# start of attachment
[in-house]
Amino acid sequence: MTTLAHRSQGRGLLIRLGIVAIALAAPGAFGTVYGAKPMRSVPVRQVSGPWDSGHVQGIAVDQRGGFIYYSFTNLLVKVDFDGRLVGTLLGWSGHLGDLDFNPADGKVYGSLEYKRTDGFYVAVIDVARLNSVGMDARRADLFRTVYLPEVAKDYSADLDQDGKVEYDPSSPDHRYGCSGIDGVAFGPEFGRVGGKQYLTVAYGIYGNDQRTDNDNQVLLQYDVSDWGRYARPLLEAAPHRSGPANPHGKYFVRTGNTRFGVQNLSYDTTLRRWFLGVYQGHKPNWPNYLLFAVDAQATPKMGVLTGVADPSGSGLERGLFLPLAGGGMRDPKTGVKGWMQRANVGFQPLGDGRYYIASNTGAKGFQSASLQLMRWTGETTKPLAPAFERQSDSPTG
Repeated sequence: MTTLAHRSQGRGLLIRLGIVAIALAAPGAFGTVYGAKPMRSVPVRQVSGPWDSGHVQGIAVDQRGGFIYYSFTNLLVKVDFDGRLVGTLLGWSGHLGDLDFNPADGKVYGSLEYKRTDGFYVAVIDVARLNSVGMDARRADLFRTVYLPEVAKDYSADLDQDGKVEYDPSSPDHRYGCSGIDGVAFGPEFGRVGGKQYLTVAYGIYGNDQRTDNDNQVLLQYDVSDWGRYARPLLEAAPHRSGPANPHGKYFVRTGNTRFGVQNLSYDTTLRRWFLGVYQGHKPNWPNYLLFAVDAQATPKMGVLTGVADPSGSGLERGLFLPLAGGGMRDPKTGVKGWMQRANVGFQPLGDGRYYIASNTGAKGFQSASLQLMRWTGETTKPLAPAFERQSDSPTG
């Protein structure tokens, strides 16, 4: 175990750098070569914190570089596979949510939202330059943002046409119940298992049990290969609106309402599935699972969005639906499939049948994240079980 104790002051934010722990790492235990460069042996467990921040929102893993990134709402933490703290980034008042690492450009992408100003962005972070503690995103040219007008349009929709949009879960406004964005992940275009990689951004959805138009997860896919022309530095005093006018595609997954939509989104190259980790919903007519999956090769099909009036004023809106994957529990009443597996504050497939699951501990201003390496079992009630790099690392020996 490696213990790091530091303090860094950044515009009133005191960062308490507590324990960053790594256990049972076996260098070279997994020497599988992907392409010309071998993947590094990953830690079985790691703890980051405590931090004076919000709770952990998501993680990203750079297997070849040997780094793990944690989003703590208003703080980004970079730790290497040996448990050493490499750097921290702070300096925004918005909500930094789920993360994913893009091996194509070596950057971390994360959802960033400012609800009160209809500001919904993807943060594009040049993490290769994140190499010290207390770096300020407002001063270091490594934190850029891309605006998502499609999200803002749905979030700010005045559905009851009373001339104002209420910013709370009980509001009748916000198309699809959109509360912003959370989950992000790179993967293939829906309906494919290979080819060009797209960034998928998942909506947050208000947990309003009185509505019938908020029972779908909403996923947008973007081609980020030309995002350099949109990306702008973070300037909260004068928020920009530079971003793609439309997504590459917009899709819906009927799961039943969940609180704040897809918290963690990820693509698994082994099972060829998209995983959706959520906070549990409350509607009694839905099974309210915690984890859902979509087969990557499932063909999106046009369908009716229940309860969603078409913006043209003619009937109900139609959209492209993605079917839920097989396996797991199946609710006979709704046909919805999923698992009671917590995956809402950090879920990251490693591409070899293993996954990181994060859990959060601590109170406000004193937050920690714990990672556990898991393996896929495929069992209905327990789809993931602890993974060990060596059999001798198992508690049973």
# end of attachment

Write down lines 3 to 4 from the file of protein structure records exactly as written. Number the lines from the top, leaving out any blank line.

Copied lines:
Repeated sequence: MTTLAHRSQGRGLLIRLGIVAIALAAPGAFGTVYGAKPMRSVPVRQVSGPWDSGHVQGIAVDQRGGFIYYSFTNLLVKVDFDGRLVGTLLGWSGHLGDLDFNPADGKVYGSLEYKRTDGFYVAVIDVARLNSVGMDARRADLFRTVYLPEVAKDYSADLDQDGKVEYDPSSPDHRYGCSGIDGVAFGPEFGRVGGKQYLTVAYGIYGNDQRTDNDNQVLLQYDVSDWGRYARPLLEAAPHRSGPANPHGKYFVRTGNTRFGVQNLSYDTTLRRWFLGVYQGHKPNWPNYLLFAVDAQATPKMGVLTGVADPSGSGLERGLFLPLAGGGMRDPKTGVKGWMQRANVGFQPLGDGRYYIASNTGAKGFQSASLQLMRWTGETTKPLAPAFERQSDSPTG
């Protein structure tokens, strides 16, 4: 175990750098070569914190570089596979949510939202330059943002046409119940298992049990290969609106309402599935699972969005639906499939049948994240079980 104790002051934010722990790492235990460069042996467990921040929102893993990134709402933490703290980034008042690492450009992408100003962005972070503690995103040219007008349009929709949009879960406004964005992940275009990689951004959805138009997860896919022309530095005093006018595609997954939509989104190259980790919903007519999956090769099909009036004023809106994957529990009443597996504050497939699951501990201003390496079992009630790099690392020996 490696213990790091530091303090860094950044515009009133005191960062308490507590324990960053790594256990049972076996260098070279997994020497599988992907392409010309071998993947590094990953830690079985790691703890980051405590931090004076919000709770952990998501993680990203750079297997070849040997780094793990944690989003703590208003703080980004970079730790290497040996448990050493490499750097921290702070300096925004918005909500930094789920993360994913893009091996194509070596950057971390994360959802960033400012609800009160209809500001919904993807943060594009040049993490290769994140190499010290207390770096300020407002001063270091490594934190850029891309605006998502499609999200803002749905979030700010005045559905009851009373001339104002209420910013709370009980509001009748916000198309699809959109509360912003959370989950992000790179993967293939829906309906494919290979080819060009797209960034998928998942909506947050208000947990309003009185509505019938908020029972779908909403996923947008973007081609980020030309995002350099949109990306702008973070300037909260004068928020920009530079971003793609439309997504590459917009899709819906009927799961039943969940609180704040897809918290963690990820693509698994082994099972060829998209995983959706959520906070549990409350509607009694839905099974309210915690984890859902979509087969990557499932063909999106046009369908009716229940309860969603078409913006043209003619009937109900139609959209492209993605079917839920097989396996797991199946609710006979709704046909919805999923698992009671917590995956809402950090879920990251490693591409070899293993996954990181994060859990959060601590109170406000004193937050920690714990990672556990898991393996896929495929069992209905327990789809993931602890993974060990060596059999001798198992508690049973």